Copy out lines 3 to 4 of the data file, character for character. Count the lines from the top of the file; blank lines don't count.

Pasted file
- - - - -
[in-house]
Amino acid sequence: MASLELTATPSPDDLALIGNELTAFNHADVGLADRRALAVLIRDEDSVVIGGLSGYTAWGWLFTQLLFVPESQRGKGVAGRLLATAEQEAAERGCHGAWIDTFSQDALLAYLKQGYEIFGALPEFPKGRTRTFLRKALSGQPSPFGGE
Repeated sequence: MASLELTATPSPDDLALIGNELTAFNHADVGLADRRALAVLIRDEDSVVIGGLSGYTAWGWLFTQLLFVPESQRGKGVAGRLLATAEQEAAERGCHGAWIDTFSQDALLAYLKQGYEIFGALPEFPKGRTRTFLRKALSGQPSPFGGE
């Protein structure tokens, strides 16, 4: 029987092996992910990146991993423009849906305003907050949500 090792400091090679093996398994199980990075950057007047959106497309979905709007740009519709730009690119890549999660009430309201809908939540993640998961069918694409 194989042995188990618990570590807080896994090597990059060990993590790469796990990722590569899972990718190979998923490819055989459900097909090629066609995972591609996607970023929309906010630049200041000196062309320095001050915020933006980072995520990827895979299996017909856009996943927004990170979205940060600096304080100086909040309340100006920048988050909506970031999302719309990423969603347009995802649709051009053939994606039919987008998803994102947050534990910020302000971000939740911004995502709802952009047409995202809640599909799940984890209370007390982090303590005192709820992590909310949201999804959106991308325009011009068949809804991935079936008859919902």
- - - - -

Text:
Repeated sequence: MASLELTATPSPDDLALIGNELTAFNHADVGLADRRALAVLIRDEDSVVIGGLSGYTAWGWLFTQLLFVPESQRGKGVAGRLLATAEQEAAERGCHGAWIDTFSQDALLAYLKQGYEIFGALPEFPKGRTRTFLRKALSGQPSPFGGE
């Protein structure tokens, strides 16, 4: 029987092996992910990146991993423009849906305003907050949500 090792400091090679093996398994199980990075950057007047959106497309979905709007740009519709730009690119890549999660009430309201809908939540993640998961069918694409 194989042995188990618990570590807080896994090597990059060990993590790469796990990722590569899972990718190979998923490819055989459900097909090629066609995972591609996607970023929309906010630049200041000196062309320095001050915020933006980072995520990827895979299996017909856009996943927004990170979205940060600096304080100086909040309340100006920048988050909506970031999302719309990423969603347009995802649709051009053939994606039919987008998803994102947050534990910020302000971000939740911004995502709802952009047409995202809640599909799940984890209370007390982090303590005192709820992590909310949201999804959106991308325009011009068949809804991935079936008859919902």